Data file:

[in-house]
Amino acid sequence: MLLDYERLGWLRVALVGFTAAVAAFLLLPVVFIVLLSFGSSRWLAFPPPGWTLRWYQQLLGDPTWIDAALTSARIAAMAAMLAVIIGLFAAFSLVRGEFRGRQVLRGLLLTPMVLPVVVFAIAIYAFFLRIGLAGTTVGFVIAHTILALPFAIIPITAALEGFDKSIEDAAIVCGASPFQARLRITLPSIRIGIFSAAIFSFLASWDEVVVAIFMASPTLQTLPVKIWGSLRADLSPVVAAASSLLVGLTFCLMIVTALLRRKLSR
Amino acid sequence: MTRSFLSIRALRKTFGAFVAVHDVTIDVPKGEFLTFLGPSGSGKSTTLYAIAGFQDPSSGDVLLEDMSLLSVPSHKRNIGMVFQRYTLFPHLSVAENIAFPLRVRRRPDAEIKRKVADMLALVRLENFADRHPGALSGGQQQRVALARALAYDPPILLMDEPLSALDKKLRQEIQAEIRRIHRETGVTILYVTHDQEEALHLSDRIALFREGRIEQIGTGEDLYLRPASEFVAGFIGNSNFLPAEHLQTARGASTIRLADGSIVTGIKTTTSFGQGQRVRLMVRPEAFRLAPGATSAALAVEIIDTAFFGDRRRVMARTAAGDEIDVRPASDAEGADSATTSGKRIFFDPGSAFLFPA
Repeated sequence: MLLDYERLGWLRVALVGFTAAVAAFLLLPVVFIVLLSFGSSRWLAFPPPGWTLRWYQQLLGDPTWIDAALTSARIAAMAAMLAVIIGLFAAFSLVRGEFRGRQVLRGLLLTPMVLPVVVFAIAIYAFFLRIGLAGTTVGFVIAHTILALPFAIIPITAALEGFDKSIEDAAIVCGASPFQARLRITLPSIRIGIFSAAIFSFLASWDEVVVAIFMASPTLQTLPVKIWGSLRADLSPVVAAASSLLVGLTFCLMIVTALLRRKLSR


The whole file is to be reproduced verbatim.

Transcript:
[in-house]
Amino acid sequence: MLLDYERLGWLRVALVGFTAAVAAFLLLPVVFIVLLSFGSSRWLAFPPPGWTLRWYQQLLGDPTWIDAALTSARIAAMAAMLAVIIGLFAAFSLVRGEFRGRQVLRGLLLTPMVLPVVVFAIAIYAFFLRIGLAGTTVGFVIAHTILALPFAIIPITAALEGFDKSIEDAAIVCGASPFQARLRITLPSIRIGIFSAAIFSFLASWDEVVVAIFMASPTLQTLPVKIWGSLRADLSPVVAAASSLLVGLTFCLMIVTALLRRKLSR
Amino acid sequence: MTRSFLSIRALRKTFGAFVAVHDVTIDVPKGEFLTFLGPSGSGKSTTLYAIAGFQDPSSGDVLLEDMSLLSVPSHKRNIGMVFQRYTLFPHLSVAENIAFPLRVRRRPDAEIKRKVADMLALVRLENFADRHPGALSGGQQQRVALARALAYDPPILLMDEPLSALDKKLRQEIQAEIRRIHRETGVTILYVTHDQEEALHLSDRIALFREGRIEQIGTGEDLYLRPASEFVAGFIGNSNFLPAEHLQTARGASTIRLADGSIVTGIKTTTSFGQGQRVRLMVRPEAFRLAPGATSAALAVEIIDTAFFGDRRRVMARTAAGDEIDVRPASDAEGADSATTSGKRIFFDPGSAFLFPA
Repeated sequence: MLLDYERLGWLRVALVGFTAAVAAFLLLPVVFIVLLSFGSSRWLAFPPPGWTLRWYQQLLGDPTWIDAALTSARIAAMAAMLAVIIGLFAAFSLVRGEFRGRQVLRGLLLTPMVLPVVVFAIAIYAFFLRIGLAGTTVGFVIAHTILALPFAIIPITAALEGFDKSIEDAAIVCGASPFQARLRITLPSIRIGIFSAAIFSFLASWDEVVVAIFMASPTLQTLPVKIWGSLRADLSPVVAAASSLLVGLTFCLMIVTALLRRKLSR